Japanese chocolate is pretty amazing, If I could get my hands on them, those chocolate covered almonds would be in my pantry too... only they wouldn't last very long because they would get eaten.

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  • 2 weeks later...

I was at the Pacific Mall today (the largest indoor asian mall in North America or so says their website) and I stumbled across Meltykiss. Mmm, very smooth, deelish. I also got talked into buying some candy made by the Bourbon company in Japan. They were olive-shaped white chocolates with a grape -flavoured candy centre. Interesting but not worth the price - should have bought another Meltykiss.

Edited by Degustation (log)
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  • 1 year later...

i have 1/2 bottle left (from two bottles originally) of some sesame oil squeezed from my aunts sesame seeds in my fridge.

im not sure what im going to do after this bottle runs out.

when i went to a mill (it clearly said "mill" in korean on the store front) in los angeles and asked if they turned sesame seed into oil, they snickered and said "just buy the bottles at the grocery store". i dont know how they can call their store a mill. perhaps the previous owners made oil before these guys moved in... i have to ask around for a proper mill. i dont think i will find any though. :sad: theres really nothing as intense as sesame seed oil from the millers. (incidentally, the millers in korea also grind chiles and any kind of grain for you -- kinako, for example)


sometimes i feel like i should open up a tofu shop or a mill, but then i wonder if theres any real demand for such services in america.

"Bibimbap shappdy wappdy wap." - Jinmyo
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Melonpan, that is pretty cool. I've never thought about actually trying to extract oil from sesame seeds myself instead of buying my bottle at the japanese food store.

Can you describe the difference in commercially packaged sesame oil and the freshly milled product?

Although, I think I'll have even less luck finding someone to do this for me in London! I never saw such a thing when I lived in Japan either. I wonder if this is distinctly something that is limited to Korea.

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i knew that i was going to be moving to los angeles about six months before actually moving here. and i had made a lot of assumptions. one was because la is the home of the largest korean population outside of korea that there would surely be at least one mill if not more... if i had known that i couldnt find one, i would have gotten more oil for myself during my last trip to korea.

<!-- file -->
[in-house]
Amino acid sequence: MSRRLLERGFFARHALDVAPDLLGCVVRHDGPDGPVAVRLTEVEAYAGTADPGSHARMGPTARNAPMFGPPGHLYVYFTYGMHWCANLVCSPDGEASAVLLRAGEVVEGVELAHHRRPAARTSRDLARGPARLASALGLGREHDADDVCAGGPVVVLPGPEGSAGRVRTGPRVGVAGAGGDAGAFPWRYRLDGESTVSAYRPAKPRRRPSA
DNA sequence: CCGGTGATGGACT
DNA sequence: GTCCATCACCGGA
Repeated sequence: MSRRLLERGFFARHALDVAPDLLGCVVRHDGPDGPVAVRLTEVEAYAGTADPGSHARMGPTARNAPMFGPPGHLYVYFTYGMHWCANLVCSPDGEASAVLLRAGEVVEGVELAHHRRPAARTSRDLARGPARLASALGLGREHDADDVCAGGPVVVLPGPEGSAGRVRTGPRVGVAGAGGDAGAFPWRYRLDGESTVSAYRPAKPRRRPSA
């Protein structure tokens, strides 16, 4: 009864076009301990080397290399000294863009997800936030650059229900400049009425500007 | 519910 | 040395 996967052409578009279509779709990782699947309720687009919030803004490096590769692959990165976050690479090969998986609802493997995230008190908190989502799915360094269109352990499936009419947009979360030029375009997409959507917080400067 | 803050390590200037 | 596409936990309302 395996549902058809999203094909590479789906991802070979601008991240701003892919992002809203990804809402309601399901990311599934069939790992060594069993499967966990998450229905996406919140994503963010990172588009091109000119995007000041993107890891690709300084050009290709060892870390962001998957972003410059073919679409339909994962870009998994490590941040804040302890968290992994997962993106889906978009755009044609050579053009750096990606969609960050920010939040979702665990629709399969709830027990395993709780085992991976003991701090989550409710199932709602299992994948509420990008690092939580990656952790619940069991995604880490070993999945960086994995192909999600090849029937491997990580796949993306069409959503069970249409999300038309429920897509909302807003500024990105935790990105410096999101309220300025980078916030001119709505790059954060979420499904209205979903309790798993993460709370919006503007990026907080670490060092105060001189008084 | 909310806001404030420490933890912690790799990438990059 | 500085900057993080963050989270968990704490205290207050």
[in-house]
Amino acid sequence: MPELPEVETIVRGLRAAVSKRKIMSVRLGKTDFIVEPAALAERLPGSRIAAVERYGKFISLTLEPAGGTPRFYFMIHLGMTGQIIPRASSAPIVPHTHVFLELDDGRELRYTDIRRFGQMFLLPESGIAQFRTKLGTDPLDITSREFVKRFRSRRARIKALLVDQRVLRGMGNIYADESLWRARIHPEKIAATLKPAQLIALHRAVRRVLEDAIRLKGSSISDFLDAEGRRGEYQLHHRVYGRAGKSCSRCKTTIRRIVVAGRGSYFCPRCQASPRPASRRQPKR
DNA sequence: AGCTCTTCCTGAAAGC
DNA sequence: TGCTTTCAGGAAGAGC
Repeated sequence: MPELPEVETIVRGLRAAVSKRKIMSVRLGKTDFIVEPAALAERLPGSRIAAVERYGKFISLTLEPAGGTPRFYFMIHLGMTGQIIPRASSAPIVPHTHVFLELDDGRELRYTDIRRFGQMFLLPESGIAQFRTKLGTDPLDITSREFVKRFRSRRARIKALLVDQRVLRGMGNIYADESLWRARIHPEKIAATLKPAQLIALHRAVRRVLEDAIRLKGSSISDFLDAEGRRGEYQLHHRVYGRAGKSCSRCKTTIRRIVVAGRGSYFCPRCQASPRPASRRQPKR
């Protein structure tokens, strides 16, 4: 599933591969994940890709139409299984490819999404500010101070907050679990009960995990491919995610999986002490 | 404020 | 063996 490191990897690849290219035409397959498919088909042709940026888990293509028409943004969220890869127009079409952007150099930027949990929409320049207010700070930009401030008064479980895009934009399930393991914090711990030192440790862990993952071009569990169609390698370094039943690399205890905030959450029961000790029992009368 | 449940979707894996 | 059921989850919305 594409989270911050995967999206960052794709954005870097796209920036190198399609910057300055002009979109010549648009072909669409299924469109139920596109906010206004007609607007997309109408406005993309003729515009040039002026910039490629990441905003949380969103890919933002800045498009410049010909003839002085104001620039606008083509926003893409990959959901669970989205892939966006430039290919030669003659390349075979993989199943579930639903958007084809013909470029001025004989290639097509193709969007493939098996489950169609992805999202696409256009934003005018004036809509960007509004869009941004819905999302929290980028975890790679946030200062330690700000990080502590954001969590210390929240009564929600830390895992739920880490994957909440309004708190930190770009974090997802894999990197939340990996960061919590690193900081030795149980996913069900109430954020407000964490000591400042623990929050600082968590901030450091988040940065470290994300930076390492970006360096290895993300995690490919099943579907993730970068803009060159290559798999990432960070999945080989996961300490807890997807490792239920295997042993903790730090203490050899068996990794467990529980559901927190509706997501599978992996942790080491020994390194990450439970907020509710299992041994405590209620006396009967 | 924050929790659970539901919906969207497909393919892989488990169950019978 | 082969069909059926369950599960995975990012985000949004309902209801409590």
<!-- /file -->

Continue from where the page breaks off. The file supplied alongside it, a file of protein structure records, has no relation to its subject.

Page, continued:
perhaps in korea they arent as popular as they used to be either. i do not know. but when visiting, i always asked to be taken to the local mill and was always taken to one nearby. we saved up several single liter bottles of water (and a few coke bottles for good measure), washed and dried them over days and brought them with us to the mill.

the local mills grind either what you bring or they will grind grains and seeds that they get wholesale.

during research, i found a company with a photo of a mill from the outside, just like the ones ive gone to: samdae company page. on their page they advertise that they make oils from sesame, perilla, walnuts, apricot seeds and safflower seeds.

so, whats so special about the oils and flours from the mill?

they are stronger, more intensely flavoured. its as simple as that. i think you could get the same from the extremely expensive grocery brands too. those bottles go for, what, us$10 for 500 ml? what were the prices at the korean mills? i dont quite remember since i wasnt as sensitive (i would have bought it any price). let me guess though. last summer when i went to korea, i bought 4 liters of oil (gave away 3+ liters to aunts and my mother in the states)... we must have paid something on the order of $10 per liter? im guessing. but i remember forking over at least a couple 10,000 won bills.

the misutgaru that i get whenever i go, though is really something special. my aunt goes out and buys grain (her recipe, her proportions) and roasts them before presenting them to the mill. the resulting powder/flour is soooo delicious. use it over shave ice, make a kind of drink from it (like a hearty horchata, actually) or sprinkled over fruits. but it doesnt last very long. it tends to go rancid quickly and so we eat it up within two months.

one time we got gochugaru (chile powder) from the mill.

wish there was one here!

"Bibimbap shappdy wappdy wap." - Jinmyo
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Vinegar: Genmai-su is my basic vinegar (except for jobs which just require acidity, not flavor). This is a brown rice vinegar produced entirely by fermentation.

Soy sauce...still looking for that perfect aroma and taste in anything other than boutique sizes!

Miso: I buy a reasonably salty mid-brown miso with koji grains still visible in it, plus akadashi. I don't buy hatcho-miso very often, because it just takes so long to blend it smoothly with liquid. If I can't get Kyoto white miso I prefer to buy a very light "tanshoku" miso and add mirin if needed, rather than buy the east-Japan version with rice malt or sake lees added. Sake lees is forgivable, but not rice malt!

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Actually, I think pantries are not very common these days, at least in Canada.